|Born||8 June 1899|
|Died||24 April 1945(aged 45)|
|Place of birth||Charlottenburg|
|Place of death||Potsdam-Babelsberg|
|Service/branch||German Red Cross|
|Battles/wars||World War II|
Early life and career
Grawitz was born in Charlottenburg, in the western part of Berlin, Germany. As Reichsarzt SS and Polizei (Reichsphysician SS and Police), Grawitz advised Reichsführer-SS Heinrich Himmler on the use of gas chambers. Grawitz was also head of the German Red Cross. His wife, Ilse, was the daughter of SS-Obergruppenführer und General der Waffen-SS Siegfried Taubert.
Towards the end of World War II in Europe, Grawitz was a physician in Adolf Hitler's Führerbunker. When he heard that other officials were leaving Berlin in order to escape from advancing Soviet armies, Grawitz petitioned Hitler to allow him to leave; his request was denied.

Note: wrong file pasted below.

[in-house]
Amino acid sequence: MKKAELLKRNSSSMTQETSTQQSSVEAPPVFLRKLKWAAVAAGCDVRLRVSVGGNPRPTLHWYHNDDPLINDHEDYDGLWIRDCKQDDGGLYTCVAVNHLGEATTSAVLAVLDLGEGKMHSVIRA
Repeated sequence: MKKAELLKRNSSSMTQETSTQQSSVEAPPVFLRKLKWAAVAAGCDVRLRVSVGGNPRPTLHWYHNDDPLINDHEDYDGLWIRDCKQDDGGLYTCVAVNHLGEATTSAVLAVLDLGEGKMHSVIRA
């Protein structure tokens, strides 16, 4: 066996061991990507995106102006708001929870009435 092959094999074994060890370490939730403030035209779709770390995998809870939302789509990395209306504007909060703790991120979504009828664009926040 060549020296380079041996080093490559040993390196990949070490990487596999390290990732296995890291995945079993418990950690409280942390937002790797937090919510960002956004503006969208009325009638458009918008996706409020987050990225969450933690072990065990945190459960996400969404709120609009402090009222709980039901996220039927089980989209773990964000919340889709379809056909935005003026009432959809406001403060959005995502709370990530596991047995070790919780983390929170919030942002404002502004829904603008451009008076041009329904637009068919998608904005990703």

As the Soviets approached, a grenade exploded in Grawitz's house in Babelsberg, killing him, his wife and his children. It has been assumed that the grenade was activated by Grawitz himself, which would make this event a murder-suicide. The event was depicted in the 2004 historical film Der Untergang ("Downfall"), in which he was portrayed by Christian Hoening.
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